On June 12, all full-power television stations will broadcast in digital only. It is important that consumers be ready, and act now.
In 1996, Congress authorized the distribution of an additional broadcast channel to each broadcast TV station so that they could start a digital broadcast channel while simultaneously continuing their analog broadcast channel. The switch from analog to digital broadcast television is referred to as the digital TV (DTV) transition. Broadcast stations in all U.S. markets are currently broadcasting in both analog and digital.
"Now is the time for us all to get up to speed on DTV: what is it; what does it mean to me; what do I need to do?" said Theresa Davis, OFA executive director. "We at Office for the Aging encourage everyone to educate themselves on this important issue."
For viewers who have one or more televisions that receive free over-the-air programming (with a roof-top antenna or "rabbit ears" on the TV), the type of TV you own is very important. A digital television (a TV with an internal digital tuner) will allow you to continue to watch free over-the-air programming after June 12.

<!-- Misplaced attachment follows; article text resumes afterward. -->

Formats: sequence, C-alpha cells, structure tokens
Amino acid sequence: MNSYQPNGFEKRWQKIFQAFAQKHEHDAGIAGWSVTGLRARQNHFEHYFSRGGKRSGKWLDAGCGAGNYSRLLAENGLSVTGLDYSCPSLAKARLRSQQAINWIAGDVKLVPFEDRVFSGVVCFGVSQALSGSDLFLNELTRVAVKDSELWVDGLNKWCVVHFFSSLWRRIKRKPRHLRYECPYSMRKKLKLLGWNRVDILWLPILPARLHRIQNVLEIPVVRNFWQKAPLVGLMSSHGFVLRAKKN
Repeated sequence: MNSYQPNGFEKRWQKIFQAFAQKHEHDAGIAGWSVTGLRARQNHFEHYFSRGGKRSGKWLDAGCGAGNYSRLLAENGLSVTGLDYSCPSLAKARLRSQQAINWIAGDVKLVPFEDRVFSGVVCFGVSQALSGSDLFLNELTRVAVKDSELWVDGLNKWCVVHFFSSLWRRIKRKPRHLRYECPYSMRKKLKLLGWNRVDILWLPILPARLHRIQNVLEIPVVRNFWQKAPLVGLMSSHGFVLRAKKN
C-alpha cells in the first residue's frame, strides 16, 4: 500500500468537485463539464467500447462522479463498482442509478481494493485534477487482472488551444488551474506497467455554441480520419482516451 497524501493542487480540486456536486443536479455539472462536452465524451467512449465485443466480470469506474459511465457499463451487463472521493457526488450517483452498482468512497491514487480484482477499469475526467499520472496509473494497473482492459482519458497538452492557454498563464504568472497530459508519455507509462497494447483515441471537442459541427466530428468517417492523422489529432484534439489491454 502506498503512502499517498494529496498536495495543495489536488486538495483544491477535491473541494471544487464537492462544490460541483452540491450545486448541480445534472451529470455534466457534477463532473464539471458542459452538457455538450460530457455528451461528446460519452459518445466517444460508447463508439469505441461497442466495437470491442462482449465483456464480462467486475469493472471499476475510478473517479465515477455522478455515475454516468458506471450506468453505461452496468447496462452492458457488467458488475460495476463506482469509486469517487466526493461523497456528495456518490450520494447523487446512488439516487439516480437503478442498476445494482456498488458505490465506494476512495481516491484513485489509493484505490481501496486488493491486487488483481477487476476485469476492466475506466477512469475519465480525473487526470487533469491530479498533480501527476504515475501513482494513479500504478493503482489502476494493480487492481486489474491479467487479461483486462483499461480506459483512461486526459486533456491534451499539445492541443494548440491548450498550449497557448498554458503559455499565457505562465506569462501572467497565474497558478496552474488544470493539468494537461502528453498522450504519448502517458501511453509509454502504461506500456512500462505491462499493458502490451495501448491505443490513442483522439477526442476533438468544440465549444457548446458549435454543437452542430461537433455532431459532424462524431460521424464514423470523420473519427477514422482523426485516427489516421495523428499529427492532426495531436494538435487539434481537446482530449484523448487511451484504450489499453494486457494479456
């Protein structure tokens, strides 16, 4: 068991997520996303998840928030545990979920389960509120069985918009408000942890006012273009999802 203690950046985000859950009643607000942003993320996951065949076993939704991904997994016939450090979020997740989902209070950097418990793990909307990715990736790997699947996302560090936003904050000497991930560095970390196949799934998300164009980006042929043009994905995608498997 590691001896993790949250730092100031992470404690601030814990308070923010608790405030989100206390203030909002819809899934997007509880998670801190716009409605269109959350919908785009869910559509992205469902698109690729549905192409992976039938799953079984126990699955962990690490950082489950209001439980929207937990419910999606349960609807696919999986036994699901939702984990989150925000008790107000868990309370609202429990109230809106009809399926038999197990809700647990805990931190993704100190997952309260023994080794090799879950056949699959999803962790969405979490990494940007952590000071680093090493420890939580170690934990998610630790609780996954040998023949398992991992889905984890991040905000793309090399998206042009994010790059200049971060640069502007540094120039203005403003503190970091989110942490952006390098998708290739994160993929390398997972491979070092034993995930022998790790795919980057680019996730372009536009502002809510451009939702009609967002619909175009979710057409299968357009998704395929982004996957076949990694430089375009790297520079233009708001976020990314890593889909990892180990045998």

However, if you have an analog television, you will need a digital-to-analog converter box to continue to watch broadcast television on that set. This converter box will also enable you to see any additional multicast programming that your local stations are offering.
To help consumers with the DTV transition, the government established the Digital-to-Analog Converter Box Coupon Program. Every U.S. household is eligible to receive up to two coupons, worth $40 each, toward the purchase of eligible digital-to-analog converter boxes. Digital-to-analog converter boxes sell from $40 to $70 each.
Cable and satellite TV subscribers with analog TVs hooked up to their cable or satellite service should not be affected on June 12.
There are many sources of information about the digital transition but one is the government's site. It contains information on what DTV is, questions consumers should ask when purchasing new television sets, what programs are available in DTV and much more.
For more information about the DTV transition, go to dtv.gov or call the FCC by e-mailing email@example.com; calling (888) CALL-FCC (888) 225-5322) or by TTY at (888) TELL-FCC (888) 835-5322).
Seniors can call Madison County Office for the Aging for help at 697-5700. Ask to speak to Connie Brown.